genealogy trails

Christian County Illinois

Named after Christian County in Kentucky through the influence of emigrants from that county.

Established February 15, 1839 as Dane County (Laws, 1839, p. 104). Name changed to Christian County in 1840.

Portrait and biographical record of Christian County, Illinois : containing biographical sketches of prominent and   representative citizens, together with biographies of all the Governors of the state, and of the Presidents of the United States.  Chicago, Ill. : Lake City Pub. Co., 1893.  Transcribed and annotated by Judy Rosella Edwards, 2007.
JAMES HENRY DICKERSON, one of the most prominent physicians of Christian County, now resides in Taylorville, although his practice extends far beyond the limits of the city. In professional circles he certainly ranks high, and his skill and ability make his reputation well deserved. The Doctor was born in Washington, Ind., June 24, 1847. His parents, John and Mary (Bell) Dickerson, were natives of Kentucky, and when young people came to Illinois. They were married in Sangamon County, and afterward removed to Indiana. The grandfather, Isaac Dickerson, had emigrated to this State, but left it for the Hoosier State. The maternal grandfather, Robert Bell, also became one of the pioneers of Sangamon County. John Dickerson returned with his family to Sangamon County, and there lived for many years, but he and his wife now reside on their farm a mile west of Taylorville. Throughout life he has followed agricultural pursuits. In the family were six children, five of whom are yet living. One daughter, Alice, is now the wife of Dr. A. F. Hammer, of Taylorville.

The subject of this sketch was only three years of age when his parents returned to Sangamon County. Upon the home farm he remained until seventeen, when for two years he attended the
State Normal School [ed., Illinois State University]. He then engaged in teaching for two winters, while in the summer months he aided his father in the labors of the field. Previous to this time he had begun reading medicine, and while teaching, during his leisure hours and at other spare moments, he studied medicine in the office of Dr. Brooks, of Springfield. Later he pursued a course of study in the Philadelphia Medical College [ed., probably the Medical College of Pennsylvania which is now known as Drexel University College of Medicine], from which he was graduated in the Class of 70 with the degree

of M. D. After thirteen yenrs of practice he took a post-graduate course in
Rush Medical College, of Chicago; two years later took the Bellevue regular course [ed., probably Bellevue Medical College], and six years afterward, when he had practiced for twenty years, took the regular course at the medical department of the California University. The Doctor has spared neither labor nor expense in perfecting himself in his profession. After his first graduation, Dr. Dickerson located at Blackburn, which was then scarcely more than a blacksmith shop. He expected to remain there only a short time, but his practice steadily increased and yielded him a good income, so that he extended his residence there until it had covered a period of sixteen years. After a time he secured the post-office at that place, built a store, and carried a stock of general merchandise. He also received a liberal patronage in that line, enjoying a flourishing trade.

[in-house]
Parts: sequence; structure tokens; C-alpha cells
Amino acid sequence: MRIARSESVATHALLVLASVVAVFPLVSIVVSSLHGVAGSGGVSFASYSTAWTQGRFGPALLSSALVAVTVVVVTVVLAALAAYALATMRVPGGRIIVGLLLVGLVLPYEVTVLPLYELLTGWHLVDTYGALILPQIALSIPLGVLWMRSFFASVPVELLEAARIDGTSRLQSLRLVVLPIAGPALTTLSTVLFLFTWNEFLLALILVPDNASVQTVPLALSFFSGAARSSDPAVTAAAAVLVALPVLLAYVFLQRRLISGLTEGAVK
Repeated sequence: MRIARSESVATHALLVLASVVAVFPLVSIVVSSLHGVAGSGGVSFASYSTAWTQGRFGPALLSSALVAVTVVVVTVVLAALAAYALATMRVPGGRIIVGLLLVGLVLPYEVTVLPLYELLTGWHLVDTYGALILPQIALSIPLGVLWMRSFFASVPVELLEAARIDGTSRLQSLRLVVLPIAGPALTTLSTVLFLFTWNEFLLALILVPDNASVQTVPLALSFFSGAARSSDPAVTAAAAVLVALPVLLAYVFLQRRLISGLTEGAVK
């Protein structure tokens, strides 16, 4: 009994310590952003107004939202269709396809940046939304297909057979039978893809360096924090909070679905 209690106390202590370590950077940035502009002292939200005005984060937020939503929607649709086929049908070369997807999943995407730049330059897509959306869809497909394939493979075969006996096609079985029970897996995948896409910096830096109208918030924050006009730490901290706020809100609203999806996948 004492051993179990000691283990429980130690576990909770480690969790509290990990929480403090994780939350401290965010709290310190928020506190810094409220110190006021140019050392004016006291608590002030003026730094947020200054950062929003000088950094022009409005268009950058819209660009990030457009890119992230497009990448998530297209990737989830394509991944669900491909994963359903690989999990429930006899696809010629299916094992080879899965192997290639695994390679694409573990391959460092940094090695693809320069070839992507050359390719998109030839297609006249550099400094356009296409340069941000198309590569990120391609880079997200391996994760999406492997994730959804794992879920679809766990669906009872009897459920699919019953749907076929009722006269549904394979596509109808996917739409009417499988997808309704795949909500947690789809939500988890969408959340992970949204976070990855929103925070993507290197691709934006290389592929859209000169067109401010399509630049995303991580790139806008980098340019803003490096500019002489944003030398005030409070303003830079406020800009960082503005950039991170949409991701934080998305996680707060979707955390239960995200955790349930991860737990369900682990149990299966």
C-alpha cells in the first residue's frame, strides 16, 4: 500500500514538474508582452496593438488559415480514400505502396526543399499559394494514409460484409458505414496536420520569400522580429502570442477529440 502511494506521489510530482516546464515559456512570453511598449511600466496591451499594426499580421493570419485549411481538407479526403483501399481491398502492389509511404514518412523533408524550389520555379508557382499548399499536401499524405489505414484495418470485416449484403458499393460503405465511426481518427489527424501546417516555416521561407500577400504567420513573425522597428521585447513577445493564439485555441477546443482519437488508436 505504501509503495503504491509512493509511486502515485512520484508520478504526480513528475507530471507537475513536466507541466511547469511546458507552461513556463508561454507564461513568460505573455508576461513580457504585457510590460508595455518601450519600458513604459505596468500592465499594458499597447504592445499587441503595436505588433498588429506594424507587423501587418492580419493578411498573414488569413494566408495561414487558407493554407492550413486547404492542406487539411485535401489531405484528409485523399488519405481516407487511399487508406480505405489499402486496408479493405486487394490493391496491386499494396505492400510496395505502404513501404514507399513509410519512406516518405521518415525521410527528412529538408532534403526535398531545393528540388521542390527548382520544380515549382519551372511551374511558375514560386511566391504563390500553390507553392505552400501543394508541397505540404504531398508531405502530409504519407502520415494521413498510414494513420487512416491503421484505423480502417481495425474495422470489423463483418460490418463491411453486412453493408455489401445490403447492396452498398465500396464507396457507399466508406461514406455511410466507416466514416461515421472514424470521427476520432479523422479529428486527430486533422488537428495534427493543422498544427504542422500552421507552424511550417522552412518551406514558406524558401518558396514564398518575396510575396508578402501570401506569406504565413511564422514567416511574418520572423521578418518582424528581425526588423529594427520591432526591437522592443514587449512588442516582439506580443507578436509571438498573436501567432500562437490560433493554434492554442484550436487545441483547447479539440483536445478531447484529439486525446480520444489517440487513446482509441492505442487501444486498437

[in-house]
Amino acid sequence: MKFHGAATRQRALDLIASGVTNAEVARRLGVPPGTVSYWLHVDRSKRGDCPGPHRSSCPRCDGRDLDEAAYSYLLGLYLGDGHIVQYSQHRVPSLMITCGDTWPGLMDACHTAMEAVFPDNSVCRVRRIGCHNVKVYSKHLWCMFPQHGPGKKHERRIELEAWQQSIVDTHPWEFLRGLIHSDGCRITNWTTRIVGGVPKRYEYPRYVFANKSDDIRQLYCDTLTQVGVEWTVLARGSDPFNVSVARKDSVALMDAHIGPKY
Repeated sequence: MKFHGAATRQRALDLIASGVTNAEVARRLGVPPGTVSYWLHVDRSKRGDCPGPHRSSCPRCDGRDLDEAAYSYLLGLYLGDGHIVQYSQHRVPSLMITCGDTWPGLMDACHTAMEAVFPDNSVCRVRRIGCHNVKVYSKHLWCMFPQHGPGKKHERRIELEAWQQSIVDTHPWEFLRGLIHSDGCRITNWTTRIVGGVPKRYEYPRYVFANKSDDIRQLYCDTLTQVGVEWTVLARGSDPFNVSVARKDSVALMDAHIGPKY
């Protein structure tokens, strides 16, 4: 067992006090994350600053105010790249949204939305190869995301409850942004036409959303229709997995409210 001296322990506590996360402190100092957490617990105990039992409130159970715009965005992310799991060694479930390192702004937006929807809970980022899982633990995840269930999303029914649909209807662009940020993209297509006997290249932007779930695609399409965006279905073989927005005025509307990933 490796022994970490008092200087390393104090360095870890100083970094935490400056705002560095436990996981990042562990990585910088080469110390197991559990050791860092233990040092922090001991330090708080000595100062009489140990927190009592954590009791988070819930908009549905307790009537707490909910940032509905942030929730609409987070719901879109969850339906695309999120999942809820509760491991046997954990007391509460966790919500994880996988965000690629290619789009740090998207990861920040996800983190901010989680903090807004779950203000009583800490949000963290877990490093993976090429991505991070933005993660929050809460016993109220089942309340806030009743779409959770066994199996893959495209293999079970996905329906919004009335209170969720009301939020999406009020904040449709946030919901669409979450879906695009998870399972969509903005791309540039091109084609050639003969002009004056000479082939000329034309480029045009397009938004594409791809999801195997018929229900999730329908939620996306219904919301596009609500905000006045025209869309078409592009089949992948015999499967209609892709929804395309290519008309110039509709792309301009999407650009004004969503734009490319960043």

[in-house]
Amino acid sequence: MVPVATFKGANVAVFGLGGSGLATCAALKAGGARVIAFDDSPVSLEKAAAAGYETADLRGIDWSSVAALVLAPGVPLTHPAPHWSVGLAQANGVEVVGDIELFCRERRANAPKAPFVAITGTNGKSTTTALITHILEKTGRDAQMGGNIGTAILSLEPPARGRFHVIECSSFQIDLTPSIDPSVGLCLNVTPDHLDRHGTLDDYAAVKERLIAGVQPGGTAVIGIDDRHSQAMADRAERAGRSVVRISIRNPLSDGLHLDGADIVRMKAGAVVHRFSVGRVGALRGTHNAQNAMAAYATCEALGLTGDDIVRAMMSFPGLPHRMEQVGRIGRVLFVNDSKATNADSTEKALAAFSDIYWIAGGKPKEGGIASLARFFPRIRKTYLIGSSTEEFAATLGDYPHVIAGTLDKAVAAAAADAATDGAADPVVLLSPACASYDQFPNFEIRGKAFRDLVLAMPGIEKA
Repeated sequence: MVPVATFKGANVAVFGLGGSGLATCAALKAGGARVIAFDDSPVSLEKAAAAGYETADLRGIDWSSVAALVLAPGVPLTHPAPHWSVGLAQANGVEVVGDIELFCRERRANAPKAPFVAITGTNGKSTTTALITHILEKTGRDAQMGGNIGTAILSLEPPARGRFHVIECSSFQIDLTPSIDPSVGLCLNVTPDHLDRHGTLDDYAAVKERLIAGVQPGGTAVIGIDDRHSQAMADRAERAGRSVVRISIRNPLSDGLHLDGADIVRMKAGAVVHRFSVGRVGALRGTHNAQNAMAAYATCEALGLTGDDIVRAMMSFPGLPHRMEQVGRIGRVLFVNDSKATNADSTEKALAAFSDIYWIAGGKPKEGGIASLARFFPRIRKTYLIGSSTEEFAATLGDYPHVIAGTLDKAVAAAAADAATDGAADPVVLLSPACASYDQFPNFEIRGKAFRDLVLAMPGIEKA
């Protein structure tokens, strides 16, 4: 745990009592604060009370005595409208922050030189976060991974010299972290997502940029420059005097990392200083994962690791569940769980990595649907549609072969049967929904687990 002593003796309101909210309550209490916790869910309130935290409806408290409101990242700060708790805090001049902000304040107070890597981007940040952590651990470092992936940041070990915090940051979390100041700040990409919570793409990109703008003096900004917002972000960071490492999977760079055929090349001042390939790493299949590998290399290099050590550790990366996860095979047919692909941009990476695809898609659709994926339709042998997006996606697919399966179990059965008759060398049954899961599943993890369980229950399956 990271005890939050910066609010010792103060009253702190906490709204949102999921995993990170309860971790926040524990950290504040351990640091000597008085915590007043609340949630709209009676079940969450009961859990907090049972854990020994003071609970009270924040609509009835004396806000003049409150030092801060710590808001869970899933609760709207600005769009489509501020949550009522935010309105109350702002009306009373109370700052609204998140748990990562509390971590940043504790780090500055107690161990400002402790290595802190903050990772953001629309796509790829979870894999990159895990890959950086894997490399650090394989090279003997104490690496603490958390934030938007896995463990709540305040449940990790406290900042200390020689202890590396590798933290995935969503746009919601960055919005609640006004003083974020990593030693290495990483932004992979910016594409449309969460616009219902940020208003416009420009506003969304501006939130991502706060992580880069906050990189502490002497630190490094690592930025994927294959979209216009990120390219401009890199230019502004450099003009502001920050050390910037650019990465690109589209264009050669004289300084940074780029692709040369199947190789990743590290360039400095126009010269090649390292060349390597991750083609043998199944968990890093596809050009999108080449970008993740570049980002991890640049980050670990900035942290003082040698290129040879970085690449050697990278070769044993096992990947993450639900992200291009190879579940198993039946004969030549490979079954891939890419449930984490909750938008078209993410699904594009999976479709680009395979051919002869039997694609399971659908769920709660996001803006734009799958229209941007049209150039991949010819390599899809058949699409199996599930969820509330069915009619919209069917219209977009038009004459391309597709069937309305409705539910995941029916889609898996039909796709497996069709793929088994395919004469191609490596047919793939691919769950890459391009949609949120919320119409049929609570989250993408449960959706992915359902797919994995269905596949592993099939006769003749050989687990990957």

On the 3d of March, 1875, the Doctor was united in marriage with Miss Mary J. Humphreys, daughter of A. B. N. Humphreys, one of the pioneer settlers of South Fork Township. She is one of seven children, three of whom are now living. Born in
Springfield, Ill., she was a maiden of ten summers when her parents came to Christian County. With the Methodist Church she holds membership, and throughout thecommunity she is recognized as a most estimable lady. In 1886 Dr. Dickerson went to Los Angeles, Cal., where he spent five years. He there became identified with the real-estate boom and made considerable money. He still owns property in that place. He served as a member of the Board of Health in Los Angeles.

In 1892 he returned to Illinois, and has since lived in
Taylorville. He has sold his store in Blackburn, but still owns his farm at that place. Previous to his removal to California he had engaged in practice in Taylorville each summer, and his merits had become well known throughout the community, so that on locating permanently here he was at once accorded a liberal practice, which has constantly increased.

He has served as a member of the Fifth Regiment, Illinois National Guards, with the rank of Captain. He takes considerable interest in civic societies, and at the age of twenty-one was made a
Mason in the lodge in Rochester. He is now a member of Mound Lodge No. 122, A. F. & A. M.; Taylorville Chapter No. 102, R. A. M. Coeur de Leon Commandery No. 9, K. T., of Los Angeles, Cal.; and Al-Maliakah Temple, of Los Angeles. He is a member of the Knights of Pythias, and is serving as Major the Second Regiment, Second Brigade, Uniform Rank, K. P.

In politics, the Doctor was reared
Democrat, but being a man of decided opinion and firm convictions, he does not hold himself bound inseparably to any party. He believs however, that America is for Americans. He has been prominently interested in all that pertains to the welfare of the city and the promotion of leading enterprises, and has been connected with the Gas Company and the Antlers Hotel, his home is one of the most beautiful in the city, stands on a natural building site, and was erected by G. J. S. Culver, the marble man of Springfield. It is a monument to the industry and enterprise of the Doctor, for his possessions have all been acquired through his own efforts.


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